The research-farmer linkages mediated by the extension system played a crucial role in the advancement of food security through the green revolution in India in the 60s and 70s (Chaudhary et al., 2011). In India, special attention was paid to development of an agricultural research infrastructure immediately after independence. The Indian Council of Agricultural Research (ICAR) acts as a repository of information and provides consultancy on agriculture, horticulture, resource management, animal sciences, agricultural engineering, fisheries, agricultural extension, agricultural education, home science, and agricultural communication (Malhan and Rao, 2007). But a gap between extension and farmers is becoming broader due to lack of basic infrastructures and facilities, trained human resource, and funding for operating costs (Elias et al., 2016). For research to be more relevant to the farmers there is a need to create a participatory approach that emphasizes agricultural research and extension linkage and allows farmers to choose appropriate technologies from research stations, thereby eliminating the perception that extension system is separate from the research system (Thomas, 2012). Linking agricultural extension service to farmers can be defined as relations that bring into play a service provider and a farmer, for the purpose of transforming the state of a medium that does not belong to the service provider (Laurent et al., 2006). Some studies revealed that the linkages among the stakeholders were not strong enough and their participation in the existing linkage mechanisms was also less leading to adoption gaps in the recommendations on various technologies (Kaur and Kaur., 2013). It is possible to find a solution to this situation by using the potential of information and communication to meet the location specific information needs of the farmers (Santha et al., 2011). So increase the linkages between farmers and scientists, ATIC was established in 1999 with the aim to deliver technology to farmers under “Single Window Delivery System” in Punjab Agricultural University (PAU). The Agricultural Technology Information Centre (ATIC) is a single window support system linking the various units of research institution with both the intermediary users and end users (farmers) with decision making and problem solving exercise (Anonymous, 2019a). Timely and efficacy supply of quality inputs and services to farmers is a pre-requisite for increasing production (Chaturvedani et al., 2016). In general, the evidence on the impact of extension services on farmer’s productivity and technological adoption is positive (Cerdán-Infantes et al., 2008).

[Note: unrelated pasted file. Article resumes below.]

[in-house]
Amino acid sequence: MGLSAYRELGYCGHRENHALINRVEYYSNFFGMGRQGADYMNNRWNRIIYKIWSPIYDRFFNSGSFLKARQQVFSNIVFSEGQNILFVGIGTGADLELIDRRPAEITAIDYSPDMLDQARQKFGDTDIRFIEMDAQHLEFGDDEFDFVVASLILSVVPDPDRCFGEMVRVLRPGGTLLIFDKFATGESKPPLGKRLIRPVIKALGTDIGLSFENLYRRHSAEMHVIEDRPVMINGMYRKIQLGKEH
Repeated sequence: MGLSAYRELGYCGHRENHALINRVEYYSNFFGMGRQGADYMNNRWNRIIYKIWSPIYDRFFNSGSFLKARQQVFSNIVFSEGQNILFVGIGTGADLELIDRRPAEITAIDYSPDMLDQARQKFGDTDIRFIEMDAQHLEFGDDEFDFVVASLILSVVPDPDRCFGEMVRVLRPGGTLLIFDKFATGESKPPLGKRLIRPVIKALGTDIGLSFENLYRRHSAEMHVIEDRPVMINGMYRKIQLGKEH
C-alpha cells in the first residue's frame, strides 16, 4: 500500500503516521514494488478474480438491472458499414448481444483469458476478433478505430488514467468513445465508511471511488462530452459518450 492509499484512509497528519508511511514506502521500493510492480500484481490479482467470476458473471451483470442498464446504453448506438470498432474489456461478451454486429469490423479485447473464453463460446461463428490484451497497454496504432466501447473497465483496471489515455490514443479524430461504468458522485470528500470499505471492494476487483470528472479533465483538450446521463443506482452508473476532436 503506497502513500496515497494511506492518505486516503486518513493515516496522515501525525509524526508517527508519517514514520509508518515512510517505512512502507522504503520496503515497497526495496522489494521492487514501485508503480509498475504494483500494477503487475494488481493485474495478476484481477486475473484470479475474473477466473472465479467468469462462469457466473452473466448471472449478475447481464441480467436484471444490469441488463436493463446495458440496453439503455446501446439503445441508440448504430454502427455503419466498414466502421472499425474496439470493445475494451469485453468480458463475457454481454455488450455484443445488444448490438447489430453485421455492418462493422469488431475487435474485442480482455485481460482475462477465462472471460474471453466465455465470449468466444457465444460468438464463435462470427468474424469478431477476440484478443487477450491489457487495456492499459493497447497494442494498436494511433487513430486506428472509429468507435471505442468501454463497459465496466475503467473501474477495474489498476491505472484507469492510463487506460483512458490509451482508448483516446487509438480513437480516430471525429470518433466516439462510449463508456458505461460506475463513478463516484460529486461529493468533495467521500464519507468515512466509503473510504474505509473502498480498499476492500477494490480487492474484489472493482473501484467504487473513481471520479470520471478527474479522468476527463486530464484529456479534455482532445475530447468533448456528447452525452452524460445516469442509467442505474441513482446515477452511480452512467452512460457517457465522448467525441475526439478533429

Farmers visit ATIC for redressal of their field problems and bring plant samples for diagnosis. The experts from entomology, plant pathology, soil science and agronomy provide advisory service regarding their respective fields in the centre. Agricultural advisory services are a vital element of the array of market and non-market entities and agents that provide critical flows of information that can improve farmers’ and other rural peoples’ welfare (Anderson, 2008). The activities undertaken at ATIC include advisory services, sale of technological products, farm literature, plant clinic services and helpline (Anonymous, 2019b). Besides diagnosis of sample, these center provides package of recommendations to farmers, delivering remedial measures in diverse plant health problems based on actual diagnosis of plant samples, popularizing the integrated pest management technology among farmers, carrying out field visits for ‘On the Spot’ diagnosis of complex field problems and issuing press releases suggesting remedies to combat the outbreaks of pests/diseases and nutritional disorders. In addition clinic is responsible for reorientation of research programmes by providing feedback to scientists regarding the appearance of new plant disorders and regarding the extent of implementation of technologies at the farmers’ fields (Pandey and Solanki, 2014).  Understanding the satisfaction and extent of access to various services is important to develop appropriate policies and programs for improving service availability and accessibility in rural areas (Sakthivel et al., 2011). An attempt was made in this study to assess the level of satisfaction of beneficiaries from different services provided by ATIC run by Punjab Agricultural University. Satisfaction or dissatisfaction is client’s judgment on quality/quantity of service in all its aspect (Chaturvedani et al., 2016). Farmer’s satisfaction and expectations are correlated with each other (Salehi and Heydari, 2012). The findings of the study will provide useful guidance to the ATIC for designing effective extension strategy for delivering the services to the farmers in better and efficient way and a feedback to orient the research as well as extension system of Punjab Agricultural University. The study will also be helpful in bringing improvements in the provision of services and guidance by the scientists of ATIC.